Professor Amaral's research interests include the molecular and cellular mechanisms of CF. Her lab's major focus is the molecular and cellular mechanisms of biogenesis, traffic, and degradation of normal and mutant protein CFTR, which when mutated causes CF.
Author of 116 international publications (average citations per article: 17.93), Professor Amaral is a member of the European Molecular Biology Laboratory (EMBO), the Portuguese Academy of Sciences (2014), and received the Pfizer Award for Basic Biomedical Research (2013) and the Annual Award of European Cystic Fibrosis Society (2010). Professor Amaral is an elected member of the board of the European Cystic Fibrosis Society and Associate Editor of J Cystic Fibrosis and Scientific Reports (Nature Group).
Dr Michael Knowles is Professor of Pulmonary and Critical Care Medicine at the Marsico Lung Institute and Cystic Fibrosis Research Center at the University of North Carolina (UNC). He is also former Director of the UNC Adult CF Clinical Center.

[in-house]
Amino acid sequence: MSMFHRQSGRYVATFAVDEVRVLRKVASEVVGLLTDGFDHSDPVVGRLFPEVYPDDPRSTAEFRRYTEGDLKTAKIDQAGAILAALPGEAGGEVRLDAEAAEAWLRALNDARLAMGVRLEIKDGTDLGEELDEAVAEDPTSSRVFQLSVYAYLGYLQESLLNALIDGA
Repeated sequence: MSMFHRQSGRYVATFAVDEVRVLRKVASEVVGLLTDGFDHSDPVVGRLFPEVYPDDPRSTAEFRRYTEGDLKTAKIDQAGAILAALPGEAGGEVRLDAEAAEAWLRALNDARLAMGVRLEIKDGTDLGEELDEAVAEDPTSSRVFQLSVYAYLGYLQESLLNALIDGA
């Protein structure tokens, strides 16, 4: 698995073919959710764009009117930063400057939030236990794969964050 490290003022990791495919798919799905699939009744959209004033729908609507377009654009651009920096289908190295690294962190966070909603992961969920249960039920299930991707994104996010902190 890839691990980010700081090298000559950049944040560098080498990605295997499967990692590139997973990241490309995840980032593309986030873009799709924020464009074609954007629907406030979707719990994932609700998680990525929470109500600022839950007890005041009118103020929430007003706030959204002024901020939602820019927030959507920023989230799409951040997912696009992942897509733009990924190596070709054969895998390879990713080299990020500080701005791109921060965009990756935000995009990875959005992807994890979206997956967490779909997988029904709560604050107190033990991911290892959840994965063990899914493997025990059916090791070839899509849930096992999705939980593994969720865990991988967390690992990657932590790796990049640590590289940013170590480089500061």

He has over 3 decades of clinical research experience that spans the disciplines of biology, physiology, and clinical trial design in both the academic and private sectors. His current research interests lie in mucociliary clearance, including primary ciliary dyskinesia; the identification of genes that modulate the severity of the pulmonary phenotype, pseudohypoaldosterism, and modifier genes in CF liver disease.
Dr Knowles is currently heading two large multicenter studies: 1) Genetic modifiers of disease phenotype (severity) in CF lung and liver disease, which also includes a recently formed international consortium doing a whole genome scan; and 2) a consortium with 8 sites in North America to study rare genetic disorders of mucociliary clearance.
Professor Alan Smyth is Professor of Child Health at the University of Nottingham and Honorary Consultant in Paediatric Respiratory Medicine at Nottingham University Hospitals NHS Trust. His major research interests are in novel ways of treating infection in CF and strategies to detect and minimize the adverse effects of treatment.
He has led a James Lind Alliance Priority Setting Partnership which worked with clinicians and patients to decide the top 10 priorities for clinical research in CF. Professor Smyth is Coordinating Editor of the Cochrane Cystic Fibrosis & Genetic Disorders Group, and Joint Editor in Chief of Thorax journal. When not working, he is a keen cyclist and pilot.